Former Brazil football star Ronaldinho was on Monday set free by a Paraguayan judge after five months in detention over a forged passport.
Judge Gustavo Amarilla also released Ronaldinho’s brother Roberto de Assis Moreira, who also had been held for a month in jail and another four months under house arrest in a hotel in Paraguay’s capital, Asuncion, for the same charge.
According to the judgement, the 40-year-old former World Cup winner is now free to travel to whatever country in the world but must inform the Paraguayan courts if he changes his permanent residence for a period of one year.
Dressed in jeans, a black beret and black shirt, Ronaldinho accepted the terms of his release, which include payment of $90,000 (roughly Sh 10 million) damages.
His brother, who is also Ronaldinho’s business manager, must pay $110,000 (about Sh 11 million)
The pair are also expected to appear before a judge in Brazil every three months — Ronaldinho for a year and his brother for two.
Amarilla accepted a recommendation by four prosecutors to avoid the need for an oral trial.
Prosecutors did not believe Ronaldinho took part in the plan to manufacture the fake Paraguayan passports but believed de Assis Moreira was aware that the passports were false.
How they ended up in jail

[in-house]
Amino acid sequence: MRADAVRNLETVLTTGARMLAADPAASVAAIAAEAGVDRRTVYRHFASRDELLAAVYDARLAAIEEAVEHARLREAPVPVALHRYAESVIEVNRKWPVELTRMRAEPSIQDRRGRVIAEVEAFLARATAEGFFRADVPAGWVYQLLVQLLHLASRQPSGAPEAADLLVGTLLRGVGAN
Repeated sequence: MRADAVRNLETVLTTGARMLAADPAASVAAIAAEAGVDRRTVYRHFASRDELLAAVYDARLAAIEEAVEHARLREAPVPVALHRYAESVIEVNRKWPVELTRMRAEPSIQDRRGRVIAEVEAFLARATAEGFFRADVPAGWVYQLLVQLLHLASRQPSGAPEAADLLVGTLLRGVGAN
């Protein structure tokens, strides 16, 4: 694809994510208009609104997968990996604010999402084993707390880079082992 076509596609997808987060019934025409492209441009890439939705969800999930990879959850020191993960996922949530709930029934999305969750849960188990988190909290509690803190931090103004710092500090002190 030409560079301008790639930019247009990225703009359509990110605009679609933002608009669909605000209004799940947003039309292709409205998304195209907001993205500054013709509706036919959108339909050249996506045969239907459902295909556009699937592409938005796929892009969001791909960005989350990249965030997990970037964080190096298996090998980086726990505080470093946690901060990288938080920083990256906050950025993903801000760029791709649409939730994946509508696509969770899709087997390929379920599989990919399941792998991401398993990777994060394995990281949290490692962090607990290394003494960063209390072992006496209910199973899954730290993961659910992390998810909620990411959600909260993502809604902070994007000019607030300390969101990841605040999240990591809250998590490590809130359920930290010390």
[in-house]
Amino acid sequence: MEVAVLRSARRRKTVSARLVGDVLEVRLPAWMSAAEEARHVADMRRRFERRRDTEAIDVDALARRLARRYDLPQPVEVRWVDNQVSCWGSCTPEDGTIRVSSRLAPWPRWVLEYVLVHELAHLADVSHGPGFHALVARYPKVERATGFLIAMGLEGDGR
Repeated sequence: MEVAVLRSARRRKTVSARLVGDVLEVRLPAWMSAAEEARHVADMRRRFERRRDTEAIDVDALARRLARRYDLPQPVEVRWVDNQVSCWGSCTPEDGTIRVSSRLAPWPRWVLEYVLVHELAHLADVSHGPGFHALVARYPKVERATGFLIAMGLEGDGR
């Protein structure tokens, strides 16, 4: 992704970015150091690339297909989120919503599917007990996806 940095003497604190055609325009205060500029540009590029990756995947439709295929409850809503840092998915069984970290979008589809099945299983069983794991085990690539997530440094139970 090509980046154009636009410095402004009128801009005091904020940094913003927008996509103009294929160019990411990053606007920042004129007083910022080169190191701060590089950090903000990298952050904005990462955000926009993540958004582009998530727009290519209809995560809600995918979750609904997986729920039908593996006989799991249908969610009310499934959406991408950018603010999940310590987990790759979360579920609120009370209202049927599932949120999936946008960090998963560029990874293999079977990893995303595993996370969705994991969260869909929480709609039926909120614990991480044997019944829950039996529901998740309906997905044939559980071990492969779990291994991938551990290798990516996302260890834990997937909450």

The brothers arrived in Paraguay on March 4 without any issues, with Ronaldinho, the 2005 Ballon d’Or winner, due to take part in an event in support of disadvantaged children.
However, two days later, the pair were taken into police custody when investigators raided their hotel following the discovery they had fake documents.
After being held in a police station in Asuncion, where Ronaldinho celebrated his 40th birthday on March 21, the two men had been under house arrest for more than four months in a luxury hotel in the capital, on bail of $1.6 million.
Brazilian retired football player Ronaldinho arrives for his hearing at the Asuncion’s Justice Palace, in Asuncion, on August 24, 2020.
The investigation has since expanded into a case of possible money laundering.
Some 18 people have already been arrested in connection with the case, most of them immigration officials or police officers.